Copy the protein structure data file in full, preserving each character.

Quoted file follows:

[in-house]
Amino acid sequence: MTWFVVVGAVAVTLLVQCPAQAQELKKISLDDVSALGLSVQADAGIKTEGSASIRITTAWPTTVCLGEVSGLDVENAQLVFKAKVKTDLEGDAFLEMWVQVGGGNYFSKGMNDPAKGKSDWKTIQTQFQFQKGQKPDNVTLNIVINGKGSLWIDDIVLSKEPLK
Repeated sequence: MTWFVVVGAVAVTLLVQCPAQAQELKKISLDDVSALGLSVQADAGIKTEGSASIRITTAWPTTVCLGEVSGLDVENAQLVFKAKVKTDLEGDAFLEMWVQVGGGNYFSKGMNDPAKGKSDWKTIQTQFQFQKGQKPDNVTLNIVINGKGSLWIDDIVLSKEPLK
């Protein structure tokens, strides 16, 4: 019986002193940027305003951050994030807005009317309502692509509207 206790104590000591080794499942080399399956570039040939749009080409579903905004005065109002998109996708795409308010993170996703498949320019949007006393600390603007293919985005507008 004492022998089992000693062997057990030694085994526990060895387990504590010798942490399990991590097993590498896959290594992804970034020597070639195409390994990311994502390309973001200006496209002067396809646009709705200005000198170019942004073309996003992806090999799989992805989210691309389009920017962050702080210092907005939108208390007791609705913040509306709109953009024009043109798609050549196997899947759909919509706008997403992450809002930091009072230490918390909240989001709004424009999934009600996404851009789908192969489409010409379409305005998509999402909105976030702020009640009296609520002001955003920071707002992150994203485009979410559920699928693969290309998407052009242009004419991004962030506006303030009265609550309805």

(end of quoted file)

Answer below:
[in-house]
Amino acid sequence: MTWFVVVGAVAVTLLVQCPAQAQELKKISLDDVSALGLSVQADAGIKTEGSASIRITTAWPTTVCLGEVSGLDVENAQLVFKAKVKTDLEGDAFLEMWVQVGGGNYFSKGMNDPAKGKSDWKTIQTQFQFQKGQKPDNVTLNIVINGKGSLWIDDIVLSKEPLK
Repeated sequence: MTWFVVVGAVAVTLLVQCPAQAQELKKISLDDVSALGLSVQADAGIKTEGSASIRITTAWPTTVCLGEVSGLDVENAQLVFKAKVKTDLEGDAFLEMWVQVGGGNYFSKGMNDPAKGKSDWKTIQTQFQFQKGQKPDNVTLNIVINGKGSLWIDDIVLSKEPLK
């Protein structure tokens, strides 16, 4: 019986002193940027305003951050994030807005009317309502692509509207 206790104590000591080794499942080399399956570039040939749009080409579903905004005065109002998109996708795409308010993170996703498949320019949007006393600390603007293919985005507008 004492022998089992000693062997057990030694085994526990060895387990504590010798942490399990991590097993590498896959290594992804970034020597070639195409390994990311994502390309973001200006496209002067396809646009709705200005000198170019942004073309996003992806090999799989992805989210691309389009920017962050702080210092907005939108208390007791609705913040509306709109953009024009043109798609050549196997899947759909919509706008997403992450809002930091009072230490918390909240989001709004424009999934009600996404851009789908192969489409010409379409305005998509999402909105976030702020009640009296609520002001955003920071707002992150994203485009979410559920699928693969290309998407052009242009004419991004962030506006303030009265609550309805």